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Life Insurance & Skin Cancer
Melanoma is one of the most serious types of skin cancer. Melanoma is predominantly found on the skin but can occur in other location such as the eye. It begins in skin cells called melanocytes.
Melanocytes make melanin, which gives skin its color. It also protects the deeper layers of the skin from the sun’s harmful ultraviolet rays.
When people spend time in the sunlight, the melanocytes make more melanin and cause the skin to tan. This also happens when skin is exposed to other forms of ultraviolet light like tanning booths.
If the skin receives too much ultraviolet light, the melanocytes may begin to grow abnormally and become cancerous. This condition is called melanoma.
Melanoma Risk Factors
Melanoma can happen to anyone. You could get melanoma regardless of your gender or age.
But certain factors put you at increased risk:
• Ultraviolet light exposure
• Atypical, or dysplastic, moles
• Multiple benign moles
• Fair complexion
• Family history
• Conditions and medications that suppress the immune system
For 2018, the American Cancer Society estimates:
• 87,110 new melanomas will be diagnosed.
• Approximately 9,730 will die from melanoma.
• The incidence rate of melanoma has steadily increased for the past thirty years.
Melanoma Treatment and Prevention
Get to know your skin and call your doctor if you notice any changes.
The best way to prevent skin cancer is to reduce your exposure to sunlight. Try to avoid prolonged sun exposure between 10 am and 4 pm when the ultraviolet light is most intense. Protect the skin by wearing hats and sunscreen and avoid tanning beds.
To treat melanoma, the skin cancer, and some surrounding tissue has to be removed. The amount of skin removed depends on how deep the melanoma has grown. If the cancer has spread to nearby lymph nodes, these lymph nodes may also be removed.
Treatment becomes more difficult when the melanoma has spread to other organs. You may also receive:
• Chemotherapy to kill cancer cells. It is usually given if the melanoma has returned or spread.
• Immunotherapy medications such as interferon or interleukin to help your immune system fight cancer. They may be used along with chemotherapy and surgery.
• Radiation treatments to relieve pain or discomfort caused by cancer that has spread.
What Life Insurance Companies Look For
Life insurance companies want to see that applicants with a history of melanoma have (1) received full treatment, and (2) have completed regular follow-up visits per doctor’s orders. The life insurance company you apply with will be looking specifically at:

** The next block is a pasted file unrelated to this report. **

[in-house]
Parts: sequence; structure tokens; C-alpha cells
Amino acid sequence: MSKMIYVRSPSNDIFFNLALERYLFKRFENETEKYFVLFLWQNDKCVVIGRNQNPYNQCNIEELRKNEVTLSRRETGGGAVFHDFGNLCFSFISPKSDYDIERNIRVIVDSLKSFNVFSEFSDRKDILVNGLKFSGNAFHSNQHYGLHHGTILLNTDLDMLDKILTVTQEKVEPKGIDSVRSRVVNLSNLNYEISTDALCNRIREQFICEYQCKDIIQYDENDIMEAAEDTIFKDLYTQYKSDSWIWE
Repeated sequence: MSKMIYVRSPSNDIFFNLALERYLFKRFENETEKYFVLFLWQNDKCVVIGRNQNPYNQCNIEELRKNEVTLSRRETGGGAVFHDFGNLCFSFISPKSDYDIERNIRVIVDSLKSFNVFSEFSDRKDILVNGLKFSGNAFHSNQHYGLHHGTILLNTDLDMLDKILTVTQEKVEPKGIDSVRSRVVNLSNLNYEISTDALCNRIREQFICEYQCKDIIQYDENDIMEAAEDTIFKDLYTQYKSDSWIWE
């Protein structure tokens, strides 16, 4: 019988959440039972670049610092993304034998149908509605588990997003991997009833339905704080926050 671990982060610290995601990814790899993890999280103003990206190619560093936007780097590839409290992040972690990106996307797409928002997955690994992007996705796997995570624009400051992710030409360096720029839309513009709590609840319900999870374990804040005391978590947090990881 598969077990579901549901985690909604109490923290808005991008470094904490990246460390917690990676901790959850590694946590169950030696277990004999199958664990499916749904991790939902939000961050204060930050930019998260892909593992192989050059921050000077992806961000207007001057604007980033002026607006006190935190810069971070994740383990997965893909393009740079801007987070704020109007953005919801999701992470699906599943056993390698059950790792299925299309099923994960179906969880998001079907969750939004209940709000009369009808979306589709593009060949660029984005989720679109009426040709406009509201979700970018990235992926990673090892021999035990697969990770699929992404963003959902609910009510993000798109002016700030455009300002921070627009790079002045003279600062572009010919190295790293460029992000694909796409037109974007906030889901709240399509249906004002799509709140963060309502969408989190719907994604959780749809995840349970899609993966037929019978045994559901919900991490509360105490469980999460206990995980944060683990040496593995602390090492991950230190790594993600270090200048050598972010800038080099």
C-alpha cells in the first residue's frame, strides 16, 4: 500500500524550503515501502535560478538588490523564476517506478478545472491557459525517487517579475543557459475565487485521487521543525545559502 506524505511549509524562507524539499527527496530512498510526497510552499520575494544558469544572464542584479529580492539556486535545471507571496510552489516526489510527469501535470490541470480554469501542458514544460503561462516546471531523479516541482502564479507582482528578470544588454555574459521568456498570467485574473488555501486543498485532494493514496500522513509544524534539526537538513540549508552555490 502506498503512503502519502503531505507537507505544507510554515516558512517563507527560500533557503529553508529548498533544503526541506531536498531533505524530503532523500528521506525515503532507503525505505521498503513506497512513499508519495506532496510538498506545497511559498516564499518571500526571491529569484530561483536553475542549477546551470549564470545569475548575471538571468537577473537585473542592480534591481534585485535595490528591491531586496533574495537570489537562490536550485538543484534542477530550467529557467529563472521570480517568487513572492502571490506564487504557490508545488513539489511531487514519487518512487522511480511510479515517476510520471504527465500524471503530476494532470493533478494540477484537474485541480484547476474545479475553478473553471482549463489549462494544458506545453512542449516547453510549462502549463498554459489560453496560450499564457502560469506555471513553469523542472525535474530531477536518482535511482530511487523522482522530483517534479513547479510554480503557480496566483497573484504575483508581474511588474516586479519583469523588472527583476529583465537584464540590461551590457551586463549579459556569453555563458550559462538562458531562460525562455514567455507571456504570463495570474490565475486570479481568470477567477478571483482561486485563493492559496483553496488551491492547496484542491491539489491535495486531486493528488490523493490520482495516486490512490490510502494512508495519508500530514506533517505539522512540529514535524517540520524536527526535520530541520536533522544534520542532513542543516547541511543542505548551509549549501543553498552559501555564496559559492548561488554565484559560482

How to Prepare For Your Term Life Insurance Application
There are important measures you can take to prepare yourself before applying for term life insurance. Doing so will help your chances of getting approved for the best rating class possible.
Use the following tips to get the best possible rate:
• Have all doctors’ name/address/phone available.
• Make sure your doctor(s) has copies of all records regarding the cancer treatment, pathology reports, and follow up reports.
• Have a list of all medications and their dosages available.
• Do not skip any follow up visits with your doctor.
Real Examples from Real Customers
• Diagnosed at age 48
• He has no family history of melanoma
• His medical records clearly document his successful treatment
• Regular checkups with the dermatologist have all been normal
• Outcome: Approved at a Standard Plus rating class
• Premium: $294 annually
Not so Good Outcome
• Diagnosed at 40
• Had a 3 mm melanoma with ulceration removed
• Follow up visits with the dermatologist have been favorable
• Outcome: Approved at a Substandard Table 2 rating plus a flat extra of $10 per thousand for three years
• Premium: $1,296 annually
• Diagnosed at 53
• Treated for Melanoma metastatic to three lymph nodes
• A parent and sibling died from melanoma
• This applicant has not seen a doctor for eighteen months
• Outcome: Declined
Receiving regular follow-up appointments with his doctor also helped. Robert’s melanoma was extensive, and although he had no other medical conditions and good follow up results, the thickness of his cancer gave him a worse prognosis.
Finally, Sally had the poorest outcome. Her melanoma was the most severe, and she had a family history of melanoma. This along with her lack of routine follow-ups resulted in the decline of her application.
What This All Means to You
The bad news is the approval, and rating class can be very unpredictable and subjective. However, if you follow the advice we’ve provided and, more importantly, discuss your situation with your life insurance agent or broker, you can have a positive outcome.
And remember, if you are not pleased with the offer you receive, you can always try with another company or put the policy in force and work on improving the rating class through better control and lab results.